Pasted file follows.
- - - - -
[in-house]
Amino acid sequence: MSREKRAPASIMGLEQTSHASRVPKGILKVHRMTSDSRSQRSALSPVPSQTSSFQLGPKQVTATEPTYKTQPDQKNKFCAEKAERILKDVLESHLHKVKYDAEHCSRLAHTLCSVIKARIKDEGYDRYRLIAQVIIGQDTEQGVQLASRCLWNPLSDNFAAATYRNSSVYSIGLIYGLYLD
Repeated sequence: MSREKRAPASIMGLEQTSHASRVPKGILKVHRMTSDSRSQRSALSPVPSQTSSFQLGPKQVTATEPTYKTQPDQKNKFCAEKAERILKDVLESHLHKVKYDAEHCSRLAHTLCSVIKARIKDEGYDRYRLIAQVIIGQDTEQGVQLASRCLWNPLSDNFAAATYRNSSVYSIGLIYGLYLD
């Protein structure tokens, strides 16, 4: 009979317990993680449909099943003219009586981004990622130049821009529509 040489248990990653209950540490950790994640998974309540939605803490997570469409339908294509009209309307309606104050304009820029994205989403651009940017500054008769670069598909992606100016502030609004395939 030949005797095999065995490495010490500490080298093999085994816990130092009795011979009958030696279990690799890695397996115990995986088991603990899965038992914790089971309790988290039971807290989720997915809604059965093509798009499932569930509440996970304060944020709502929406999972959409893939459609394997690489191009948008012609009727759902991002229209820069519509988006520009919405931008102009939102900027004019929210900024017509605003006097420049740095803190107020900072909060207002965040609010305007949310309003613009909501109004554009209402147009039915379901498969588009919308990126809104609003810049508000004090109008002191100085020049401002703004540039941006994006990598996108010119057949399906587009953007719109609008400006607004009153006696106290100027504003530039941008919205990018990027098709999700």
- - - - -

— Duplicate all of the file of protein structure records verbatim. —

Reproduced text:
[in-house]
Amino acid sequence: MSREKRAPASIMGLEQTSHASRVPKGILKVHRMTSDSRSQRSALSPVPSQTSSFQLGPKQVTATEPTYKTQPDQKNKFCAEKAERILKDVLESHLHKVKYDAEHCSRLAHTLCSVIKARIKDEGYDRYRLIAQVIIGQDTEQGVQLASRCLWNPLSDNFAAATYRNSSVYSIGLIYGLYLD
Repeated sequence: MSREKRAPASIMGLEQTSHASRVPKGILKVHRMTSDSRSQRSALSPVPSQTSSFQLGPKQVTATEPTYKTQPDQKNKFCAEKAERILKDVLESHLHKVKYDAEHCSRLAHTLCSVIKARIKDEGYDRYRLIAQVIIGQDTEQGVQLASRCLWNPLSDNFAAATYRNSSVYSIGLIYGLYLD
């Protein structure tokens, strides 16, 4: 009979317990993680449909099943003219009586981004990622130049821009529509 040489248990990653209950540490950790994640998974309540939605803490997570469409339908294509009209309307309606104050304009820029994205989403651009940017500054008769670069598909992606100016502030609004395939 030949005797095999065995490495010490500490080298093999085994816990130092009795011979009958030696279990690799890695397996115990995986088991603990899965038992914790089971309790988290039971807290989720997915809604059965093509798009499932569930509440996970304060944020709502929406999972959409893939459609394997690489191009948008012609009727759902991002229209820069519509988006520009919405931008102009939102900027004019929210900024017509605003006097420049740095803190107020900072909060207002965040609010305007949310309003613009909501109004554009209402147009039915379901498969588009919308990126809104609003810049508000004090109008002191100085020049401002703004540039941006994006990598996108010119057949399906587009953007719109609008400006607004009153006696106290100027504003530039941008919205990018990027098709999700």